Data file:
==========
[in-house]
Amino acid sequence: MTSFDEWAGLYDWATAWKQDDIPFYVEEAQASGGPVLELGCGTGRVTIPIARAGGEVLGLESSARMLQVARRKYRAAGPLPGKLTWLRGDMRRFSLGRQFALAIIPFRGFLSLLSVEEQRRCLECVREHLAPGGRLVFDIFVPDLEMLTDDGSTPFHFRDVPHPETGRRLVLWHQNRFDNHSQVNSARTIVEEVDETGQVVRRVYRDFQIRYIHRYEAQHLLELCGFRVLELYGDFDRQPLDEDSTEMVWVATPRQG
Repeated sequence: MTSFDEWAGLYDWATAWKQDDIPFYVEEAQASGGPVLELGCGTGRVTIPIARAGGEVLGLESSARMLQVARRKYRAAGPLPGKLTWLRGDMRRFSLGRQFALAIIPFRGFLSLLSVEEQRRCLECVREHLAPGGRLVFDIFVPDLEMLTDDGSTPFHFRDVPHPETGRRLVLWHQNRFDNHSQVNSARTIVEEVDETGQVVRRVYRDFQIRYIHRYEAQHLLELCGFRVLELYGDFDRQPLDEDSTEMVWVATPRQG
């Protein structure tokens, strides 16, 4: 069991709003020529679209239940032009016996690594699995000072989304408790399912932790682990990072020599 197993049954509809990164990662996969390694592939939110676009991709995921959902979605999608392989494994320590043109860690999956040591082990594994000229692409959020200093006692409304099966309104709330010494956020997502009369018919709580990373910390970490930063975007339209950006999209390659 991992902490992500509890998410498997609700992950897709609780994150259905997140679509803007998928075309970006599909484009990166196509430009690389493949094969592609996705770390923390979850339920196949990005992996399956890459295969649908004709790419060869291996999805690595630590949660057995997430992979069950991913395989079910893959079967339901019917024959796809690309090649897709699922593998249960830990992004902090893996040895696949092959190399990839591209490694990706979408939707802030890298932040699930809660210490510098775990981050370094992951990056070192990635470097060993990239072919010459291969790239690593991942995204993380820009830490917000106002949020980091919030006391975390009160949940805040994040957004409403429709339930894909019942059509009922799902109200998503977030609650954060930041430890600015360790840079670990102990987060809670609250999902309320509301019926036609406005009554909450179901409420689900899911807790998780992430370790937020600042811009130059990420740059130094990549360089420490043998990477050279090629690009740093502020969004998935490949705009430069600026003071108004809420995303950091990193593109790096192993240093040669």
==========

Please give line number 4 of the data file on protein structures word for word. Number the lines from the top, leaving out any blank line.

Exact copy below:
């Protein structure tokens, strides 16, 4: 069991709003020529679209239940032009016996690594699995000072989304408790399912932790682990990072020599 197993049954509809990164990662996969390694592939939110676009991709995921959902979605999608392989494994320590043109860690999956040591082990594994000229692409959020200093006692409304099966309104709330010494956020997502009369018919709580990373910390970490930063975007339209950006999209390659 991992902490992500509890998410498997609700992950897709609780994150259905997140679509803007998928075309970006599909484009990166196509430009690389493949094969592609996705770390923390979850339920196949990005992996399956890459295969649908004709790419060869291996999805690595630590949660057995997430992979069950991913395989079910893959079967339901019917024959796809690309090649897709699922593998249960830990992004902090893996040895696949092959190399990839591209490694990706979408939707802030890298932040699930809660210490510098775990981050370094992951990056070192990635470097060993990239072919010459291969790239690593991942995204993380820009830490917000106002949020980091919030006391975390009160949940805040994040957004409403429709339930894909019942059509009922799902109200998503977030609650954060930041430890600015360790840079670990102990987060809670609250999902309320509301019926036609406005009554909450179901409420689900899911807790998780992430370790937020600042811009130059990420740059130094990549360089420490043998990477050279090629690009740093502020969004998935490949705009430069600026003071108004809420995303950091990193593109790096192993240093040669």